Lucas Van Scheppingen has come a long way since the release of his first studio album, “Psyched Up” in 1998. Appearing on many massive hits since then with artists such as Wynter Gordon, Tiesto, David Guetta, Axwell and Steve Angello, and after showcasing as the 17th best DJ (2010) in the world according to DJ Mag’s top 100, it is clear that this Dutch DJ has firmly placed his handprints all over the EDM scene. Last Friday night at Celebrities, we were treated to a showing of the house legend best known as Laidback Luke.
As he took his place in the booth that had hosted great legends before him like Tiesto and Above and Beyond, the first thing I noticed about him was that he really knew how to control a crowd. There were a few tracks, within which every melody; every bass hit; every vocal note came with a choreographed hand gesture or dance routine. The packed house at Celebrities were his puppets, and from his fingers, he controlled their movements, ever so succinctly. I must say that having been to plenty of EDM shows, the reaction that he kept drawing from the crowd ranked among the best.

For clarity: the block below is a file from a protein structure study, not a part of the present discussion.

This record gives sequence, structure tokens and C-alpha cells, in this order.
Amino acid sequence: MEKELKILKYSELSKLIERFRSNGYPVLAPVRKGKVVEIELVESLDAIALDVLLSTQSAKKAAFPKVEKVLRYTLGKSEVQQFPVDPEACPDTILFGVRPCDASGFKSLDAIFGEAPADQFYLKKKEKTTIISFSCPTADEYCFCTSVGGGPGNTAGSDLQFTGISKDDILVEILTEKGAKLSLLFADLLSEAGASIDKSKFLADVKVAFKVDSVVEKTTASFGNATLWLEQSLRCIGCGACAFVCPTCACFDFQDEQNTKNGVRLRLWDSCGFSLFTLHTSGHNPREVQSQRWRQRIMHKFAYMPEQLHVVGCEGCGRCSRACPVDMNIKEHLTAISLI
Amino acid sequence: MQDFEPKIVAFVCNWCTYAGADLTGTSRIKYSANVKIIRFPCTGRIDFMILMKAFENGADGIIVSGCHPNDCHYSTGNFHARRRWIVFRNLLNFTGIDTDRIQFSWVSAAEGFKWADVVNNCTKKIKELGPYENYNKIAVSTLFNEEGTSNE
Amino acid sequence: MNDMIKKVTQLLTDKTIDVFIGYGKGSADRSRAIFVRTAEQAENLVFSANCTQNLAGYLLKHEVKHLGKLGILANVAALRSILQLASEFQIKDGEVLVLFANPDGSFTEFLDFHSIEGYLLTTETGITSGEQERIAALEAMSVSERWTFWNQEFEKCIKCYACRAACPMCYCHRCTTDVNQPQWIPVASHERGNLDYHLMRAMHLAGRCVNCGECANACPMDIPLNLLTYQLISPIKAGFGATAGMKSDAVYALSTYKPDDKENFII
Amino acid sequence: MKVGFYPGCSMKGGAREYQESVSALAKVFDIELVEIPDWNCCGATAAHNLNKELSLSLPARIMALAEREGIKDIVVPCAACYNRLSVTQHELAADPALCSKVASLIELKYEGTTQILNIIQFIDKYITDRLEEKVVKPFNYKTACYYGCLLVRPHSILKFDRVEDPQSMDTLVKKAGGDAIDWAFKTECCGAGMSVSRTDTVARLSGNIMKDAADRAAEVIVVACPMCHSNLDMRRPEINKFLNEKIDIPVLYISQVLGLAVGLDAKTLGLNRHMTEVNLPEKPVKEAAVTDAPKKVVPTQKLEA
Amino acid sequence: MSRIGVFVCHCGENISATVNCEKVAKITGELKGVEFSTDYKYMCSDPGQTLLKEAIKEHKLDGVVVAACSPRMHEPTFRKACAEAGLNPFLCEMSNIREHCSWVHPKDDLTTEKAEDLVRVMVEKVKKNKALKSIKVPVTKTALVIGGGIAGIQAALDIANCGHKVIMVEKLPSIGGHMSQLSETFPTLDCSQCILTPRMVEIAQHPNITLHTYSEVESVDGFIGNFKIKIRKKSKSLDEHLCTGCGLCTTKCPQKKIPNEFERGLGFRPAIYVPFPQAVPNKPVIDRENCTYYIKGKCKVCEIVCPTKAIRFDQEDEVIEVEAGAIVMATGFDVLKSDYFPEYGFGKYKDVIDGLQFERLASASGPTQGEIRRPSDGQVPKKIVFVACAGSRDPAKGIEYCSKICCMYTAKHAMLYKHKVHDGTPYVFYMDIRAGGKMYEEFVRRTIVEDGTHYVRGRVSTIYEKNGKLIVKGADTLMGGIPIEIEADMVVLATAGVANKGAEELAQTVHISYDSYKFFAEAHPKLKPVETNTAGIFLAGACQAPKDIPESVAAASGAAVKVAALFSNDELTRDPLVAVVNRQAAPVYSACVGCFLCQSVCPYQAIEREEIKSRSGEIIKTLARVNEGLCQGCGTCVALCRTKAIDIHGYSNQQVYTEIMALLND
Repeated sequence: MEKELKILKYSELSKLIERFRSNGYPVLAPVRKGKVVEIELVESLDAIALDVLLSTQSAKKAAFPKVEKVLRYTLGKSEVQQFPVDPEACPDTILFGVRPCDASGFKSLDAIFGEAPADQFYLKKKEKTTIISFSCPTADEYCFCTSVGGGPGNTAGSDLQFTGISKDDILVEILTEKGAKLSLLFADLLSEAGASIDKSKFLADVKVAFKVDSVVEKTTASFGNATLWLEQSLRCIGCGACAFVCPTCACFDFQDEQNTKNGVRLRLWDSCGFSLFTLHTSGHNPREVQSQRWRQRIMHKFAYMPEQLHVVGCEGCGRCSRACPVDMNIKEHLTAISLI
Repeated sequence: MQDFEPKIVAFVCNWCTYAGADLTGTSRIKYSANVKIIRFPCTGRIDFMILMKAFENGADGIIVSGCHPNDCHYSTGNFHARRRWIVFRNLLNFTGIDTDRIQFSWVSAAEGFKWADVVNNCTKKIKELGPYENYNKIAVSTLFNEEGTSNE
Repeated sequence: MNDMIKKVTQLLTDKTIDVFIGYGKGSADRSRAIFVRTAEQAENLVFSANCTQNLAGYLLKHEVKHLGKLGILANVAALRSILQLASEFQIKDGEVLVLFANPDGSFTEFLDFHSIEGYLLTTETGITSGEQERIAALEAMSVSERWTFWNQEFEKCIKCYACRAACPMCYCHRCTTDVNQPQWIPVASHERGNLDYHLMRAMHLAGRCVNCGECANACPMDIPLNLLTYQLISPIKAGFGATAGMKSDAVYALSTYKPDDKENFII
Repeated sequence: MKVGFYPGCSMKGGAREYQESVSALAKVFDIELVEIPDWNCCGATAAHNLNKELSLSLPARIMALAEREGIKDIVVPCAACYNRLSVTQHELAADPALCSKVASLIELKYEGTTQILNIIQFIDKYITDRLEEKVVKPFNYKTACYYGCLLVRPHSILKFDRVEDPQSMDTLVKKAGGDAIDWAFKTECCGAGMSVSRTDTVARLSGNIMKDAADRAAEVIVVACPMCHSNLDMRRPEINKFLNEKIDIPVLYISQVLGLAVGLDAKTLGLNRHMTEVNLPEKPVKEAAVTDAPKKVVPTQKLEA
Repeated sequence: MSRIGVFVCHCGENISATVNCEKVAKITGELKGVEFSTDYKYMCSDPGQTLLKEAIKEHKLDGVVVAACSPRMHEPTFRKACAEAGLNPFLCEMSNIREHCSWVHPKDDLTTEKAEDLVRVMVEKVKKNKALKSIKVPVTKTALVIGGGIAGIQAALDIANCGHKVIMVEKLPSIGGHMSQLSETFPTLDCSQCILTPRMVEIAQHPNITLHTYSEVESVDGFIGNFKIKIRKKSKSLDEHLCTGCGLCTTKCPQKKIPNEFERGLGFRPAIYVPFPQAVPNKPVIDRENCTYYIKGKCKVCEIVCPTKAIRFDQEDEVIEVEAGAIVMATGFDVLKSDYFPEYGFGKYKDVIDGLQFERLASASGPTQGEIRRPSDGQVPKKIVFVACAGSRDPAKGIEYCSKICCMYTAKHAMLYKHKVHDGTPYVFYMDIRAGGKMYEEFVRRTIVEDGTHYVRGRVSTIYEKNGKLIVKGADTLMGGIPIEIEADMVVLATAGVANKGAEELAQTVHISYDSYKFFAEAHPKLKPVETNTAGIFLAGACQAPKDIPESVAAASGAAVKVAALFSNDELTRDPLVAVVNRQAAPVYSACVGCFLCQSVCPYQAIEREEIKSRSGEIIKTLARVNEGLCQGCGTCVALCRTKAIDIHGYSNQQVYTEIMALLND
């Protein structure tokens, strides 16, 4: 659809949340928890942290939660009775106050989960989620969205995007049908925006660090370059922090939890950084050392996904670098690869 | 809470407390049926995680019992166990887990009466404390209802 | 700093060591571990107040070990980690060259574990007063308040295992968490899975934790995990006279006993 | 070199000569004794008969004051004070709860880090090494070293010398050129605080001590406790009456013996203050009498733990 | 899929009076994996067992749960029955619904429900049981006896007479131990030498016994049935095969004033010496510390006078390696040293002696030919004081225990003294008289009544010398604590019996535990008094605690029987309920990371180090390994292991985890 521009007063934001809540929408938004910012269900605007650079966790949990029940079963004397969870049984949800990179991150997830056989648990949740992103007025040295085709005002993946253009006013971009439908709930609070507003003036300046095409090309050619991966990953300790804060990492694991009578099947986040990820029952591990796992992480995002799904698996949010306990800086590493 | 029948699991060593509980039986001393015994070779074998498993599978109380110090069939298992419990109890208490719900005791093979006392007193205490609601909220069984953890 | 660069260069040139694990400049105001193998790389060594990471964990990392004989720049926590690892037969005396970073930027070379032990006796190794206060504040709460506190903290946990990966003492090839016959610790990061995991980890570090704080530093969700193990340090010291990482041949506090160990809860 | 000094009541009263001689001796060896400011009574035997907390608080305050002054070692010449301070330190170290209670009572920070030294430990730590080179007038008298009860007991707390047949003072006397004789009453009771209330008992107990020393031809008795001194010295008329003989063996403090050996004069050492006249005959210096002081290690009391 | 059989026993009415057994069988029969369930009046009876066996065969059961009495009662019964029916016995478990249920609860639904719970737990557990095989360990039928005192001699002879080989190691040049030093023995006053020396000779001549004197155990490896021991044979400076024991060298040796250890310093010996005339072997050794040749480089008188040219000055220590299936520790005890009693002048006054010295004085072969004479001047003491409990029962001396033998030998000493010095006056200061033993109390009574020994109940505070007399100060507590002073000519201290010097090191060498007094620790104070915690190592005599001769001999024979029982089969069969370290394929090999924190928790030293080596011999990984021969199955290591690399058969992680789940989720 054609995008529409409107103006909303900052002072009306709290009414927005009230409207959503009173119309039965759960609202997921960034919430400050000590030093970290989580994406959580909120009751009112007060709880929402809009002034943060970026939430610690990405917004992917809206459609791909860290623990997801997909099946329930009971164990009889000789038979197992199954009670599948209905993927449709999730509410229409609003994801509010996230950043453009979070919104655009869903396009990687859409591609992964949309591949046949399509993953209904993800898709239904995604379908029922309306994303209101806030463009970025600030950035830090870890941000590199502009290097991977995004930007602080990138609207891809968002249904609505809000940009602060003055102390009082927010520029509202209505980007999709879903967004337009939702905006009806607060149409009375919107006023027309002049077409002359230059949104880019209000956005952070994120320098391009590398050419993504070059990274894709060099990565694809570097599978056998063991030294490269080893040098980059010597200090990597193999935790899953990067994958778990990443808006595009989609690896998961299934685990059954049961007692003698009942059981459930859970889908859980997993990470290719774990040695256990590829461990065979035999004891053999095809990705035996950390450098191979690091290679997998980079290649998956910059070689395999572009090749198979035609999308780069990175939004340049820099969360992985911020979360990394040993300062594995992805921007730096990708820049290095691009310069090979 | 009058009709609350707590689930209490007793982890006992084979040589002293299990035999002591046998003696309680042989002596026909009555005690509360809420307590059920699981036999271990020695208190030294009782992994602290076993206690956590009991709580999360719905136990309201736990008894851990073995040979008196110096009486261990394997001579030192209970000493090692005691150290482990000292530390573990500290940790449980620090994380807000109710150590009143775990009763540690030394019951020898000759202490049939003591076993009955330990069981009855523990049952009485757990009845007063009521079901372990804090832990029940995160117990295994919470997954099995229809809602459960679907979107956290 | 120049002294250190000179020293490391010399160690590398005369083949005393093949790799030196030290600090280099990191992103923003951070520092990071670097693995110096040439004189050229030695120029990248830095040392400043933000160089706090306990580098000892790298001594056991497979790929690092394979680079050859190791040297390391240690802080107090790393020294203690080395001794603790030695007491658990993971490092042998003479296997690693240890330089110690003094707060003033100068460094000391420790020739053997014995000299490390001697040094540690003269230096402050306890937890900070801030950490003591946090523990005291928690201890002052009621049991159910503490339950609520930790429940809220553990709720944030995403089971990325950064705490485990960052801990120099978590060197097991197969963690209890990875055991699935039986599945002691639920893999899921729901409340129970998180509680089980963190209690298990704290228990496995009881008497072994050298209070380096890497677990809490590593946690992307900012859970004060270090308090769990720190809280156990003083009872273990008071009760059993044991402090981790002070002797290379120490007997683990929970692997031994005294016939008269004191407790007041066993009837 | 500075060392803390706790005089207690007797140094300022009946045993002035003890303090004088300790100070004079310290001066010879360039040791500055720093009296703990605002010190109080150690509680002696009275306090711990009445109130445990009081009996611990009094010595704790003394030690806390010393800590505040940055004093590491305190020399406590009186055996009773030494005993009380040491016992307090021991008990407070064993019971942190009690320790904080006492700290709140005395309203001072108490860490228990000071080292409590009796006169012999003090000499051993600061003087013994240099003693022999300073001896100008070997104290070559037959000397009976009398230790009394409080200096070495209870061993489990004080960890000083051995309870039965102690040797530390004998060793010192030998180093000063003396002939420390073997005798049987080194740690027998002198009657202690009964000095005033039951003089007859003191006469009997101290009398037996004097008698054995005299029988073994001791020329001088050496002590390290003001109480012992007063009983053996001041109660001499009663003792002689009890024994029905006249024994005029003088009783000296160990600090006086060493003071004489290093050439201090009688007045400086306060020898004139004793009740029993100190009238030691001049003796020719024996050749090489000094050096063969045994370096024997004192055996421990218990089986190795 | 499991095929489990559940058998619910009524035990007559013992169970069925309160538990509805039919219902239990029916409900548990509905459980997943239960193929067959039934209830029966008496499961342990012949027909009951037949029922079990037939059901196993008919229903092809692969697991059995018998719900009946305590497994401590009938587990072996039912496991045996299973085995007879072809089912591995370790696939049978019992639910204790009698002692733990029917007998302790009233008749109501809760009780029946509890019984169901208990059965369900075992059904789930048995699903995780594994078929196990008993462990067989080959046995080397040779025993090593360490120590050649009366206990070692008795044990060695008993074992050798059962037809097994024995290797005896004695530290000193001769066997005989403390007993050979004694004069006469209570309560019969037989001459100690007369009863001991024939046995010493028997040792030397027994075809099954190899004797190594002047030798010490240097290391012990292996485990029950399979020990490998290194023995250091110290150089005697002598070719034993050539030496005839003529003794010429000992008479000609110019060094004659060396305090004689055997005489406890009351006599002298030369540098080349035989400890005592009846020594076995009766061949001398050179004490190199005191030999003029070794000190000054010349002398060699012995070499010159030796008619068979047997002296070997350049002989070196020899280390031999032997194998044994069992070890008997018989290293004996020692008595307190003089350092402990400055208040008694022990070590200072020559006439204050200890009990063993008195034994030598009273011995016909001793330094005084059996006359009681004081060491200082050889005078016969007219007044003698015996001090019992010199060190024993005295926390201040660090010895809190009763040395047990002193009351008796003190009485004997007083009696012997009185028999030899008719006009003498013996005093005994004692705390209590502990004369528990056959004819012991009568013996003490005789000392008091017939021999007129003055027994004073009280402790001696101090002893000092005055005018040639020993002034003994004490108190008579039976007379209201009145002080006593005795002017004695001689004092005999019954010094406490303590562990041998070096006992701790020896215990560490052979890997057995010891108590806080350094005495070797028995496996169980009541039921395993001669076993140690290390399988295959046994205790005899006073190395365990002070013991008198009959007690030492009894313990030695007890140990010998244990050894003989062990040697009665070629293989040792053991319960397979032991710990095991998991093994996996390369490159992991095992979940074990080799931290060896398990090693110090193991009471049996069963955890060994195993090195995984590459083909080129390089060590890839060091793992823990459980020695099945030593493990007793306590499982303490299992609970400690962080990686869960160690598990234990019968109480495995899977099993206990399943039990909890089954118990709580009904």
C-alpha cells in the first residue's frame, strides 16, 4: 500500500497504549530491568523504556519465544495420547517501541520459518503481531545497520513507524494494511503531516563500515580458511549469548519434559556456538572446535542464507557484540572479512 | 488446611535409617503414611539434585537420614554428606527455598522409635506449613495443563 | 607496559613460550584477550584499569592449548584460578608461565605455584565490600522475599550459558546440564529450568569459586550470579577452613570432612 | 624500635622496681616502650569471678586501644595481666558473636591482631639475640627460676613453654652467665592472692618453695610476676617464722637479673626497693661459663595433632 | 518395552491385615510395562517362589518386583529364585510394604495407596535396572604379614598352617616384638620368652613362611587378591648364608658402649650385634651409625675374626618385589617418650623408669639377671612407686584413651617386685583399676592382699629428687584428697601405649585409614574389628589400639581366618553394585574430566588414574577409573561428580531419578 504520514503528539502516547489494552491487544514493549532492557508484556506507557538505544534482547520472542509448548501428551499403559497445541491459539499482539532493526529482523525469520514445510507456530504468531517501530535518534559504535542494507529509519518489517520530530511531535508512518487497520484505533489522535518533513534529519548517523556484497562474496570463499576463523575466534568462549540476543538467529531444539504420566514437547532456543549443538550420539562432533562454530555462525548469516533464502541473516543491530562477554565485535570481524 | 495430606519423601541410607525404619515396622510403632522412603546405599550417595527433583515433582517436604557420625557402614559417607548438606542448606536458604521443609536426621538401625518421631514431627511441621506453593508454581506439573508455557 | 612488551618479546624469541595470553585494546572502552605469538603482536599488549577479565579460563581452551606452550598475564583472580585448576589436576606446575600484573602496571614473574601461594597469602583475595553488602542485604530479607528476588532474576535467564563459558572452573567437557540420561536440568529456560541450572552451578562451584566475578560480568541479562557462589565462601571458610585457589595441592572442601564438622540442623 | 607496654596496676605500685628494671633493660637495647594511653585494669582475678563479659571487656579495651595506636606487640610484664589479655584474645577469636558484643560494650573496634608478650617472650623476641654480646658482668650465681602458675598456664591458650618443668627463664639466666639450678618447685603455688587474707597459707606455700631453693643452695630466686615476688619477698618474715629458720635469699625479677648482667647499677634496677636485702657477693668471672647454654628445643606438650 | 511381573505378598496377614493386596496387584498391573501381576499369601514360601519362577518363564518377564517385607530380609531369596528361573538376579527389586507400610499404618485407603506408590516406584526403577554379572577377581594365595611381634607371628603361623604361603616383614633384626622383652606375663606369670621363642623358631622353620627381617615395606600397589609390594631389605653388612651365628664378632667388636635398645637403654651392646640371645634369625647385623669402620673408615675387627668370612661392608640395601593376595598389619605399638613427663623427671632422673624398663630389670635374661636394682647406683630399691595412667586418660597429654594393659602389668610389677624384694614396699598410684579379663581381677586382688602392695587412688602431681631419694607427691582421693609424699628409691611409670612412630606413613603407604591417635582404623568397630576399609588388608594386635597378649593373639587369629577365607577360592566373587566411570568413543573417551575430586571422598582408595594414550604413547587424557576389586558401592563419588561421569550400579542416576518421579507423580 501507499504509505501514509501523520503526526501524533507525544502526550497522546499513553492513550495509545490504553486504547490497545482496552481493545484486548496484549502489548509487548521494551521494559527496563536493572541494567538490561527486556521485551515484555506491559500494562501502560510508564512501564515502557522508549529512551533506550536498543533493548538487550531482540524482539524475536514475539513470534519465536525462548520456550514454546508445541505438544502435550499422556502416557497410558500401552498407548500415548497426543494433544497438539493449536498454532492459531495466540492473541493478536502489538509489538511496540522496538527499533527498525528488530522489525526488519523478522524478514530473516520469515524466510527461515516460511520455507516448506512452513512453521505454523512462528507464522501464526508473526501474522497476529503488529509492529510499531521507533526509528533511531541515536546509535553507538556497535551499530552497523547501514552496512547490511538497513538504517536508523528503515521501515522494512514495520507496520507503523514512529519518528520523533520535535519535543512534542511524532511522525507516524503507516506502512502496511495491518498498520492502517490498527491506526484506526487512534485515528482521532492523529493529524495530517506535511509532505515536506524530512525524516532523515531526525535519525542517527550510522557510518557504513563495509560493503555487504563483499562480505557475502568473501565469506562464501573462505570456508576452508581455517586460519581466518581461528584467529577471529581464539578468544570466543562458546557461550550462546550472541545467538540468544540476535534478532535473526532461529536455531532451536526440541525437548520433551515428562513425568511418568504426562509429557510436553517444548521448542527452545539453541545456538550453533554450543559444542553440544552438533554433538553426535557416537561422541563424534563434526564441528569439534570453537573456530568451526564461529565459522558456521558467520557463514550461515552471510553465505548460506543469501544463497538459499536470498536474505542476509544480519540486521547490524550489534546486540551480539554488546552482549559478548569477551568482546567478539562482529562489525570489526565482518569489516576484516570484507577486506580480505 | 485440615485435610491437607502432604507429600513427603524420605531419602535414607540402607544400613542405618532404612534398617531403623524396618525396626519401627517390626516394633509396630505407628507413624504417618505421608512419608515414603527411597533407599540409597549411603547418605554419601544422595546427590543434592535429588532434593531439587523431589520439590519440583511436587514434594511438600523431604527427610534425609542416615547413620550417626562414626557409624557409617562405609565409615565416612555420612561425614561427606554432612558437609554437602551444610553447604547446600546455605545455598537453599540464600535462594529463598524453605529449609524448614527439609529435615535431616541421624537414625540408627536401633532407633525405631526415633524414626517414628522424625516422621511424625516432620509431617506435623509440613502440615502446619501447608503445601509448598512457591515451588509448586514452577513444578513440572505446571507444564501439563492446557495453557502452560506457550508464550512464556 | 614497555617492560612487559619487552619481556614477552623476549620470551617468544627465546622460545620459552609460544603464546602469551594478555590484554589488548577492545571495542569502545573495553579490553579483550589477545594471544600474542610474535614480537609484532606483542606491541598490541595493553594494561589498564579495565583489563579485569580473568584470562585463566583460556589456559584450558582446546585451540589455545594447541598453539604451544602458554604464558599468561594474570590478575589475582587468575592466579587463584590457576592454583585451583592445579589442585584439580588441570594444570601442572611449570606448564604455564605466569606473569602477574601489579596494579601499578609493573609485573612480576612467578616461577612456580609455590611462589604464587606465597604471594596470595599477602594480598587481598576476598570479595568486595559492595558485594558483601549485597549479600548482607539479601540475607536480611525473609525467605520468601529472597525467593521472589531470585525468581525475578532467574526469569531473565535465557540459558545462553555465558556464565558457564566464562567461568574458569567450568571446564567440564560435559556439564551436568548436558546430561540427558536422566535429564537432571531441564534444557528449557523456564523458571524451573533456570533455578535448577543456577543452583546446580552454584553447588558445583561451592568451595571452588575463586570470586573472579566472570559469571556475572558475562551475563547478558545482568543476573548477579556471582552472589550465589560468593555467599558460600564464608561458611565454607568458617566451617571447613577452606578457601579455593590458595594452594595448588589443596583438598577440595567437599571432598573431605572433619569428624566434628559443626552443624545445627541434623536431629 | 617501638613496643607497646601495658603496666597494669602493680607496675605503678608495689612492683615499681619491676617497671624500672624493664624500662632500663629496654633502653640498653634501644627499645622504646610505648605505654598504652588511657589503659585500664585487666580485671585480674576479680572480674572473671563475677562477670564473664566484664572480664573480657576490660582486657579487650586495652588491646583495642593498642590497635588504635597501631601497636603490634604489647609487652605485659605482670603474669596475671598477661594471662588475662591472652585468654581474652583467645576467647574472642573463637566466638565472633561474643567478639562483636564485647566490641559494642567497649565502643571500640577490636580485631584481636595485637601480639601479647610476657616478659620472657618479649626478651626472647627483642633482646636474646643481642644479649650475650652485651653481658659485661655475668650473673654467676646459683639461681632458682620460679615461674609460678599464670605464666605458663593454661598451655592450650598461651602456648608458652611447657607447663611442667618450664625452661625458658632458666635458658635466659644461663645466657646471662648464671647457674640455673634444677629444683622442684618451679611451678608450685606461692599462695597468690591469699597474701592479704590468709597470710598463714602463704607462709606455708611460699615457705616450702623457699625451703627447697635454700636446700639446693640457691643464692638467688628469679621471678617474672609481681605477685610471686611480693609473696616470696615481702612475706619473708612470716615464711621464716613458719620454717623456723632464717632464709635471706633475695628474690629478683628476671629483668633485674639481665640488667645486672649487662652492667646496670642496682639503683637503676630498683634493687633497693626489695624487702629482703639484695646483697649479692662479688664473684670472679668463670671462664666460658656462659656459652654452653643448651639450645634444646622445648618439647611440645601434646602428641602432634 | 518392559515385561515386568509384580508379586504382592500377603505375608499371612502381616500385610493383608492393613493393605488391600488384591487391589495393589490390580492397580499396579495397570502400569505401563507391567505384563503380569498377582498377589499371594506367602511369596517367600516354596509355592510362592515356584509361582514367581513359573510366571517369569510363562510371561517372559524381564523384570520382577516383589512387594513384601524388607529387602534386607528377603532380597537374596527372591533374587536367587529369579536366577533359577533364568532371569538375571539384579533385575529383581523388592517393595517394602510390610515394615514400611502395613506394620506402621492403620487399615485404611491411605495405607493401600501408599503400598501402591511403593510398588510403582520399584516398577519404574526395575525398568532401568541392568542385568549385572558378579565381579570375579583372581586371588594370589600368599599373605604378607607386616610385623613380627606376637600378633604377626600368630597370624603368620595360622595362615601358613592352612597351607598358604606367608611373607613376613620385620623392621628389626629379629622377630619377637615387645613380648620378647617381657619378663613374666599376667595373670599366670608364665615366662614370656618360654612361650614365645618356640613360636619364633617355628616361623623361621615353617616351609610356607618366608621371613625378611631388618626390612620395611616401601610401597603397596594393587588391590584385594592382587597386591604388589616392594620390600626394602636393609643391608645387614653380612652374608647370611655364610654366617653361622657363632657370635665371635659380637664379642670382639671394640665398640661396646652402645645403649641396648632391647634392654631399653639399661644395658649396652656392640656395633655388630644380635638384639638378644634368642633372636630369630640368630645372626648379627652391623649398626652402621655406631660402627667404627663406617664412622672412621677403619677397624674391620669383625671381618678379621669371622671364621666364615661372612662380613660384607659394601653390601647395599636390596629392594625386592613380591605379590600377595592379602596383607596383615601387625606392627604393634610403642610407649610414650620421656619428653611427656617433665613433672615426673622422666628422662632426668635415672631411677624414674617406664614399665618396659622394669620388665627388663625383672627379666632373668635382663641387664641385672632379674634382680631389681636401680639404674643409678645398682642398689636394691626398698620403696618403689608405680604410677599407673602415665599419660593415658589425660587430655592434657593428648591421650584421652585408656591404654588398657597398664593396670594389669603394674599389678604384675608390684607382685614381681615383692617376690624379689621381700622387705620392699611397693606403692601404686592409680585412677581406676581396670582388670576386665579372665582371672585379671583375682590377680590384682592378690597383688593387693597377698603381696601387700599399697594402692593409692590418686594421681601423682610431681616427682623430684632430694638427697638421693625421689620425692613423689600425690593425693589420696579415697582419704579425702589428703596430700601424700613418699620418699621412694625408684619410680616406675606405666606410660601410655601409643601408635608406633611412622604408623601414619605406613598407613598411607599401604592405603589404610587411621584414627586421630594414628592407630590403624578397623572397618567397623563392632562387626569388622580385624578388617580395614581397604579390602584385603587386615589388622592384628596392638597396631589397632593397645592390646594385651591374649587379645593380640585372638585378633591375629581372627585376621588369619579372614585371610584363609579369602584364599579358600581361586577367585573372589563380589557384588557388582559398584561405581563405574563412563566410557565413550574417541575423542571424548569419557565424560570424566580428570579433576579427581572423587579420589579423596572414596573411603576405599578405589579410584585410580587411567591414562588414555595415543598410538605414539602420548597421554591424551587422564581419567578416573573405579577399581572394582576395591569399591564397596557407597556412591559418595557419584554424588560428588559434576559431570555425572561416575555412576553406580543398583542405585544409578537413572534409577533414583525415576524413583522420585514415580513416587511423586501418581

As for the music itself, there were plenty of recognizable tracks on hand, owing to the largely commercialized brand of house music that Laidback tends to get involved with. “Timebomb” with Jonathan Mendelsohn and “Turbulence” with Steve Aoki and Lil Jon were a few examples of this. He also dropped a some tracks that almost any house fan would recognize – Darude’s “Sandstorm” being the most obvious. The two tracks that got the greatest reaction from the crowd were Laidback’s remix to Wynter Gordon’s “Dirty Talk” and his own track “1234” featuring Chuckie and Martin Solveig. As for my favourite track, it was when he dropped his remix to “Let it Go” by Dragonette. I found it fit his set perfectly, and was pleased to find him experimenting with a different sound than what he has become used to.
Overall, what made this show special for me was Laidback’s ability to control and amplify the emotions of the crowd and harness that energy into his set. I am not a very big fan of largely commercialized house music, but when you see energy all around, one cannot help but join the madness.
Photo credit: Ariel Gelmon via Cascadia Records